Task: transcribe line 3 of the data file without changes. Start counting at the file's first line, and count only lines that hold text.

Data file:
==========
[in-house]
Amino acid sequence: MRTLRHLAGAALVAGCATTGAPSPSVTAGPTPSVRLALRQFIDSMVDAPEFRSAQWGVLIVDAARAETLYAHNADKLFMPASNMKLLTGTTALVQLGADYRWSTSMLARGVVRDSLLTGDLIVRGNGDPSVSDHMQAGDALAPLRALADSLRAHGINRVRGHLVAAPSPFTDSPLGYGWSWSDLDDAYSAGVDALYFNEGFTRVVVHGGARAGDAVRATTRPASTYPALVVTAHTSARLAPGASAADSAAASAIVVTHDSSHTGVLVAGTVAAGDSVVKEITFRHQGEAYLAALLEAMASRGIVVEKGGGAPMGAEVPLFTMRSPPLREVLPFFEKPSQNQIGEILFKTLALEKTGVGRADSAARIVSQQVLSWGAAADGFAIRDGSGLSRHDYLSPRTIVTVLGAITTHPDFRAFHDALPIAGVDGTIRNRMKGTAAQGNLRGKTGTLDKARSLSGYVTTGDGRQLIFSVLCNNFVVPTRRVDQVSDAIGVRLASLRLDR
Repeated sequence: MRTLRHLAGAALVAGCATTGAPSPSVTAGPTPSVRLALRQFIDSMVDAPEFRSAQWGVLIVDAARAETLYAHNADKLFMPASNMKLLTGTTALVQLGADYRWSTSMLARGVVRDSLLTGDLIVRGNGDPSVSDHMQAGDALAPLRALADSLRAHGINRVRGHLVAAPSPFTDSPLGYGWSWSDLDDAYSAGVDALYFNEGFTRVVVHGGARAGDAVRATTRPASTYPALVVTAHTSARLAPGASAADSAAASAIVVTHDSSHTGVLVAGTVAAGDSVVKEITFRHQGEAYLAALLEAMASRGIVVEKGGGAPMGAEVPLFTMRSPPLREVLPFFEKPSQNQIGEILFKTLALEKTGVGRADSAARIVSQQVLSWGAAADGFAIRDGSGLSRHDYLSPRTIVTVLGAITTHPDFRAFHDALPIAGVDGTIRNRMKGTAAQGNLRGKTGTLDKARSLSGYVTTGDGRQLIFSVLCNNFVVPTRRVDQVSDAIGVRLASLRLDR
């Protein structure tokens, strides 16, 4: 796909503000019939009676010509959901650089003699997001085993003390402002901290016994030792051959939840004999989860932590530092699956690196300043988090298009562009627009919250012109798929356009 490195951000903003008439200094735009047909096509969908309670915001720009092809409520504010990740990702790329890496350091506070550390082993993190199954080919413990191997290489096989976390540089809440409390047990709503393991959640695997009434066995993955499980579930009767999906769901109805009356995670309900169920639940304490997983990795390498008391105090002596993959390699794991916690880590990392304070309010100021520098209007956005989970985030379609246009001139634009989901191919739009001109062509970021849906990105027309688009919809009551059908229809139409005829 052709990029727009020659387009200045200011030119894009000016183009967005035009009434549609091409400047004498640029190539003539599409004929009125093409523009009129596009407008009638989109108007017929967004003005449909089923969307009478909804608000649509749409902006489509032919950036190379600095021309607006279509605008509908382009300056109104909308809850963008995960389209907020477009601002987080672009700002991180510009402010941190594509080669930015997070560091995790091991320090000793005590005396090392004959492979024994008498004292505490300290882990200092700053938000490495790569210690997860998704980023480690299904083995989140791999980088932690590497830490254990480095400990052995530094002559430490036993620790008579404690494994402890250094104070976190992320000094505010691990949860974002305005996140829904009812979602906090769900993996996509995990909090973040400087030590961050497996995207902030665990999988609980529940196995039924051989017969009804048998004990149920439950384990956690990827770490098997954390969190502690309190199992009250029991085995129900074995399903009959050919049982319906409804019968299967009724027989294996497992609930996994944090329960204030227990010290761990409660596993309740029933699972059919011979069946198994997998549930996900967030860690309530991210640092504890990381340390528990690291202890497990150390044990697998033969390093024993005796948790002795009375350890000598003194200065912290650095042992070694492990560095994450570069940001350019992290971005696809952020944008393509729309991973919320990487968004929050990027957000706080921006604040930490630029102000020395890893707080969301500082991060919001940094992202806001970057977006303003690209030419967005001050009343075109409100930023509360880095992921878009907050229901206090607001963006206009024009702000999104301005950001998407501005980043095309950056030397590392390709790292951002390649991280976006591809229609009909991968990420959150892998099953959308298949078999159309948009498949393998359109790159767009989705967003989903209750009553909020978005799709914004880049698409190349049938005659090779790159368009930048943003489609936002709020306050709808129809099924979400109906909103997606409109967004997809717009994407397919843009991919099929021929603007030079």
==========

Repeated sequence: MRTLRHLAGAALVAGCATTGAPSPSVTAGPTPSVRLALRQFIDSMVDAPEFRSAQWGVLIVDAARAETLYAHNADKLFMPASNMKLLTGTTALVQLGADYRWSTSMLARGVVRDSLLTGDLIVRGNGDPSVSDHMQAGDALAPLRALADSLRAHGINRVRGHLVAAPSPFTDSPLGYGWSWSDLDDAYSAGVDALYFNEGFTRVVVHGGARAGDAVRATTRPASTYPALVVTAHTSARLAPGASAADSAAASAIVVTHDSSHTGVLVAGTVAAGDSVVKEITFRHQGEAYLAALLEAMASRGIVVEKGGGAPMGAEVPLFTMRSPPLREVLPFFEKPSQNQIGEILFKTLALEKTGVGRADSAARIVSQQVLSWGAAADGFAIRDGSGLSRHDYLSPRTIVTVLGAITTHPDFRAFHDALPIAGVDGTIRNRMKGTAAQGNLRGKTGTLDKARSLSGYVTTGDGRQLIFSVLCNNFVVPTRRVDQVSDAIGVRLASLRLDR